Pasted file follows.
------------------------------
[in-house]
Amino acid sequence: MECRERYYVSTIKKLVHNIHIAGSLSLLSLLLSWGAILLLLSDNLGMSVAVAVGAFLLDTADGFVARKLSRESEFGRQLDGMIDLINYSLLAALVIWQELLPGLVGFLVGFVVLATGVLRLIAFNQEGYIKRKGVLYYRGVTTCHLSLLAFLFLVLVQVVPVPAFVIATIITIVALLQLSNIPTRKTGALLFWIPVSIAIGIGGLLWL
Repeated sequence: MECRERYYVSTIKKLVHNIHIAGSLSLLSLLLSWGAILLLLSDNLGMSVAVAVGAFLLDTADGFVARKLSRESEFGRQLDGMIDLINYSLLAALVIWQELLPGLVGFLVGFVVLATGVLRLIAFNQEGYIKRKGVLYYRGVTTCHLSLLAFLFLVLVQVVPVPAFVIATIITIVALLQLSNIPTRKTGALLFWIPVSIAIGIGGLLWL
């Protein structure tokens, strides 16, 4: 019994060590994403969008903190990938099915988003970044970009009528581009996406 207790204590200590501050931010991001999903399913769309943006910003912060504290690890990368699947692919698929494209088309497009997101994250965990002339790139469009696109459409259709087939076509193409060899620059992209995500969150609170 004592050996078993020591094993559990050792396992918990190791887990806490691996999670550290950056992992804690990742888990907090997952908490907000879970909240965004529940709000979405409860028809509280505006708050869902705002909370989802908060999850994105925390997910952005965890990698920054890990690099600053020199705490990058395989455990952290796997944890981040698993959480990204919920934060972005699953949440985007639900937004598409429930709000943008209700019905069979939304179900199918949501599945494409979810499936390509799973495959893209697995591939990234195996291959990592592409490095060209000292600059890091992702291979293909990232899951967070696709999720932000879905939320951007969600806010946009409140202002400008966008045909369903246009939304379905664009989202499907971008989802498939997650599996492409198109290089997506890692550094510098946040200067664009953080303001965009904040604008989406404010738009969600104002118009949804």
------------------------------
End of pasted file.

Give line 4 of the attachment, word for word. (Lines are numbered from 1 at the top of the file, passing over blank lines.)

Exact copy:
């Protein structure tokens, strides 16, 4: 019994060590994403969008903190990938099915988003970044970009009528581009996406 207790204590200590501050931010991001999903399913769309943006910003912060504290690890990368699947692919698929494209088309497009997101994250965990002339790139469009696109459409259709087939076509193409060899620059992209995500969150609170 004592050996078993020591094993559990050792396992918990190791887990806490691996999670550290950056992992804690990742888990907090997952908490907000879970909240965004529940709000979405409860028809509280505006708050869902705002909370989802908060999850994105925390997910952005965890990698920054890990690099600053020199705490990058395989455990952290796997944890981040698993959480990204919920934060972005699953949440985007639900937004598409429930709000943008209700019905069979939304179900199918949501599945494409979810499936390509799973495959893209697995591939990234195996291959990592592409490095060209000292600059890091992702291979293909990232899951967070696709999720932000879905939320951007969600806010946009409140202002400008966008045909369903246009939304379905664009989202499907971008989802498939997650599996492409198109290089997506890692550094510098946040200067664009953080303001965009904040604008989406404010738009969600104002118009949804």